CROSSFIRE by David Hagberg
Released: June 18, 1991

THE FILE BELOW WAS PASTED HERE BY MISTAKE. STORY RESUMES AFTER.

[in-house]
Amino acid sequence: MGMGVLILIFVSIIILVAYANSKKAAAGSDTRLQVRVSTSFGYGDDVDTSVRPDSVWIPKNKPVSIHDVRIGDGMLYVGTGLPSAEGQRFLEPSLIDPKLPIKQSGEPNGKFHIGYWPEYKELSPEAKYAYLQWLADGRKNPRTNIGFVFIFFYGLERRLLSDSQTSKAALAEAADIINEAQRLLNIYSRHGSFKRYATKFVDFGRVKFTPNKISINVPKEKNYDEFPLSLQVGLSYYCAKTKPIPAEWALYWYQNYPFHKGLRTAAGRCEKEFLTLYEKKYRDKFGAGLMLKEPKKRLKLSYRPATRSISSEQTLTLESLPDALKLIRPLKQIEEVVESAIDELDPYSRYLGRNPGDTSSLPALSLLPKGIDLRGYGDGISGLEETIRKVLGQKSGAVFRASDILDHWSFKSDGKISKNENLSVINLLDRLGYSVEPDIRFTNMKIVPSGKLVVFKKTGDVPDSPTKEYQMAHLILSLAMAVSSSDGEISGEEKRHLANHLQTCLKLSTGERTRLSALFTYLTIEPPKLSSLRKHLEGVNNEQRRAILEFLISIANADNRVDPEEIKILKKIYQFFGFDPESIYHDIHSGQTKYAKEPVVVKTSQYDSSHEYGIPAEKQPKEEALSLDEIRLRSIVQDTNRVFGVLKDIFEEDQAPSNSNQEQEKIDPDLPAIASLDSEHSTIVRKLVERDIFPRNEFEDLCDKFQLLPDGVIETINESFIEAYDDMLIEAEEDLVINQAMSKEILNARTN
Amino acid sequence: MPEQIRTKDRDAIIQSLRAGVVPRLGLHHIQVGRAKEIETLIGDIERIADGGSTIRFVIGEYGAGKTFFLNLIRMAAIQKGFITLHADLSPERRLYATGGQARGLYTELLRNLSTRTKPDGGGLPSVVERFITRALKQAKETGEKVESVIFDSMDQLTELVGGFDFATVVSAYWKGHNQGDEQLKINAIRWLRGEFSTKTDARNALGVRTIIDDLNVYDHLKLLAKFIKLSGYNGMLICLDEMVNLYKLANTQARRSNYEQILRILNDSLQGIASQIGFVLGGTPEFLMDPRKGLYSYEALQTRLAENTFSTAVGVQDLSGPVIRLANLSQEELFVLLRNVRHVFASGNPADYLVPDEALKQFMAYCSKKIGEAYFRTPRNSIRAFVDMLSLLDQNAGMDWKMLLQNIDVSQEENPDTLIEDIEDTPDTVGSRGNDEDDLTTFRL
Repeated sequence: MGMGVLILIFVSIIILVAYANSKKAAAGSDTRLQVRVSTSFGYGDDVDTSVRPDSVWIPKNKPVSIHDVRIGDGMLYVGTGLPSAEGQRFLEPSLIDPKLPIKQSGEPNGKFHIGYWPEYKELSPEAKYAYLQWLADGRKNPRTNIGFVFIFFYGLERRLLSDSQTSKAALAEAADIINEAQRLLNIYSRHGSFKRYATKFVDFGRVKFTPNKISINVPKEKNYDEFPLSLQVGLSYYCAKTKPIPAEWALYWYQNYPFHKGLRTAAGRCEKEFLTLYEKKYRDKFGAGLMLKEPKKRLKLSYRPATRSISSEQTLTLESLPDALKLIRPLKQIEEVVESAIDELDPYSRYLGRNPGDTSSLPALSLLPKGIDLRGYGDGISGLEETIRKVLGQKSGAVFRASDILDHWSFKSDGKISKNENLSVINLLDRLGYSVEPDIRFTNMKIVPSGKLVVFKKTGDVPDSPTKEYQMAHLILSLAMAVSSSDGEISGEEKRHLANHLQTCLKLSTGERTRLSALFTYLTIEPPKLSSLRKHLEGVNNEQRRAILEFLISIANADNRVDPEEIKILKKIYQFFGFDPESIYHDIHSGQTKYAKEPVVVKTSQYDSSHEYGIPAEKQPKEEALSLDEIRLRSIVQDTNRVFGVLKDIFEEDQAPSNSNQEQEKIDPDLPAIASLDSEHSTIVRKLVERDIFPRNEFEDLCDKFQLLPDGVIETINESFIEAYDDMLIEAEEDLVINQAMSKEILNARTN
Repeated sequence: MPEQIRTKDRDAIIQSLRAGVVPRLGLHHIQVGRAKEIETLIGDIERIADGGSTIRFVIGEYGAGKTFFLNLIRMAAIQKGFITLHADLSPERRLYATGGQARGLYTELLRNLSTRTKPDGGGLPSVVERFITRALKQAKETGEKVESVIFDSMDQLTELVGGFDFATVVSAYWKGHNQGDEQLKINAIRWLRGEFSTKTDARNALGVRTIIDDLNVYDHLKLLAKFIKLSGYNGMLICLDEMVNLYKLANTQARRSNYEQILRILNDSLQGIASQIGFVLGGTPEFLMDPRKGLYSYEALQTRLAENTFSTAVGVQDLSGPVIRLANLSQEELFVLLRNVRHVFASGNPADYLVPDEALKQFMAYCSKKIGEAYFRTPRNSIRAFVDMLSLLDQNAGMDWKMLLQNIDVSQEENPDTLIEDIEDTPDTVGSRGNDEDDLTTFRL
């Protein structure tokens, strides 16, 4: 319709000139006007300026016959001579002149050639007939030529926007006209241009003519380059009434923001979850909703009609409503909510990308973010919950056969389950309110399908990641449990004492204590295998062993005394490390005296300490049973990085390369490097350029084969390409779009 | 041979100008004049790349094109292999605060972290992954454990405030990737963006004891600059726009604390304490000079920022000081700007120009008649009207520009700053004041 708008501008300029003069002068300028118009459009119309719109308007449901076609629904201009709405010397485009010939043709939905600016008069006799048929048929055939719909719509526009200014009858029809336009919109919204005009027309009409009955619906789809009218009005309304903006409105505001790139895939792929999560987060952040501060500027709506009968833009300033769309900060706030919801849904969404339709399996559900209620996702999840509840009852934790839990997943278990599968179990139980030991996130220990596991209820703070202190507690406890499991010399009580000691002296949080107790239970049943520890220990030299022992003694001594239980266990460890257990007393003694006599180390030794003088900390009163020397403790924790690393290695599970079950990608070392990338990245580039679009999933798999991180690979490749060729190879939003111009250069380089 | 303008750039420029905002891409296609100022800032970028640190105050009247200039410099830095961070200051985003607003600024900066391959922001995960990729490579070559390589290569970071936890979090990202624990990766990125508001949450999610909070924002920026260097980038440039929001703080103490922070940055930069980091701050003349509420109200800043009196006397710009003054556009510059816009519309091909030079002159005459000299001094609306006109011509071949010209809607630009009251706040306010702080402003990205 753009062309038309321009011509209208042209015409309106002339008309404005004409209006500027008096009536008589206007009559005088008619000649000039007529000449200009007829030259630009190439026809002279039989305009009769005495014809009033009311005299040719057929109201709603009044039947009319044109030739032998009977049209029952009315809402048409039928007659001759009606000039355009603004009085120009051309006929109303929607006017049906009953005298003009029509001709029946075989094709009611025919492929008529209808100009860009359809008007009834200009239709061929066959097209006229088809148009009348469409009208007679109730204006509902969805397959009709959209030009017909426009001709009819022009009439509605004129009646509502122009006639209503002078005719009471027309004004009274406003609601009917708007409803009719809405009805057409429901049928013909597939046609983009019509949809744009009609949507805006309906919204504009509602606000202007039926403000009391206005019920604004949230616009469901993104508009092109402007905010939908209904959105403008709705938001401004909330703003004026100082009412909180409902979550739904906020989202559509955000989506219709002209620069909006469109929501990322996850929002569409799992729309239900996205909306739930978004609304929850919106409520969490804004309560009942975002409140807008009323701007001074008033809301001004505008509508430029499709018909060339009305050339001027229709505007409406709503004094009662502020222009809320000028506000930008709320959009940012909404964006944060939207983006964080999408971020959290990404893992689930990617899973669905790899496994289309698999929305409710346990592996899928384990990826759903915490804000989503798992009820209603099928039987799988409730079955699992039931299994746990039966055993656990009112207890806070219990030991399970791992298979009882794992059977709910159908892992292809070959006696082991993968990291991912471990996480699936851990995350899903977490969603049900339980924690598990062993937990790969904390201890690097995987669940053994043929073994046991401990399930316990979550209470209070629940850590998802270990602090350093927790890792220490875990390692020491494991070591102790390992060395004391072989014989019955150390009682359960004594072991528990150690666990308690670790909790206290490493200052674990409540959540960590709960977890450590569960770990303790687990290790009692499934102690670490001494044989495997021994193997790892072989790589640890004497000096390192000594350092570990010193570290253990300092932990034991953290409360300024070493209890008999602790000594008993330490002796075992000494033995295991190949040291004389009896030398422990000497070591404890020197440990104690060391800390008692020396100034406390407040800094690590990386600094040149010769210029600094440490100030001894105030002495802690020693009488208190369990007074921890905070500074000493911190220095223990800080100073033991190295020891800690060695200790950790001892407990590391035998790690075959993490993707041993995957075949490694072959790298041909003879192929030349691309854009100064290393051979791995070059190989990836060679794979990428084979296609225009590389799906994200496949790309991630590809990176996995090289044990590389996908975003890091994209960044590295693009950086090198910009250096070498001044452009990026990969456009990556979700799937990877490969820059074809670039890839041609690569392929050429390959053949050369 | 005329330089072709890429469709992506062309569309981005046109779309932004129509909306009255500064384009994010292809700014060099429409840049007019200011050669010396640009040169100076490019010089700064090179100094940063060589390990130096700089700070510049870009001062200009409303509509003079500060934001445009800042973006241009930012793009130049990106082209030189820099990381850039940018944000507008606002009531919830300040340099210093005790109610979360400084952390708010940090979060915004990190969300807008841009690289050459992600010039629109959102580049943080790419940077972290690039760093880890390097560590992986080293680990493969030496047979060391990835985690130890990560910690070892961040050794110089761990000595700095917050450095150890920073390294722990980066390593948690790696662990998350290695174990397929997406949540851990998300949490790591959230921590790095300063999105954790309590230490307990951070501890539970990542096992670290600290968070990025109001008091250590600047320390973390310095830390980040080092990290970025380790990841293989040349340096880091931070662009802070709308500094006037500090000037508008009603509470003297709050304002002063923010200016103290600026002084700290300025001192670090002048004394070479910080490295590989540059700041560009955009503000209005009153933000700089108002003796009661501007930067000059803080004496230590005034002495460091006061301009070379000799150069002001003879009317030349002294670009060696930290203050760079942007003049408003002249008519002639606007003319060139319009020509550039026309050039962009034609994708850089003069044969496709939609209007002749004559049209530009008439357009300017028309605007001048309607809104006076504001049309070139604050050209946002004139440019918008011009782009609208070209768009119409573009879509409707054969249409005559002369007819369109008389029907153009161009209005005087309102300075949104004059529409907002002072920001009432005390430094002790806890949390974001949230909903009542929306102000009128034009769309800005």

Russians, Iranians, Americans, Nazis, Israelis, and Argentines go for each others' throats in the search for real, fake, old, and new gold in at least two hemispheres. Hagberg (Countdown, Cross Fire) also writes as Sean Flannery (Counterstrike, Crossed Swords). The mystery guest enters the American Embassy in Paris and signs in as Kirk McGarvey. He conducts a bit of fake business about a lapsed passport and then wanders off on his own to plant enough plastic explosive to demolish the building and then slips outside to push the button. The real Kirk McGarvey, an out-of- favor CIA assassin, recognizes the professional signature of Arkady Kurshin, the Russian superagent that McGarvey himself had shot and thrown overboard in the middle of the Mediterranean. Could Kurshin have survived? And is he carrying out a personal vendetta? He could and he is. McGarvey, who hadn't been doing much of anything, suddenly has his hands full searching for Kurshin—whose Paris job is just the first in a series planned for all the major European capitals—and also searching with a very tense, very sexy brunette for a missing Nazi submarine, last seen off Argentina. The U-boat's captain was the brunette's father, and there was a very valuable cargo—possibly a load of ill-gotten gold the size of a shipment from the US to Iran that McGarvey must keep from disappearing into the Soviet Disunion. Sounds terribly confusing, but it's not. After 18 journeyman thrillers, Hagberg knows what he's doing. McGarvey wears very well indeed. Read full book review >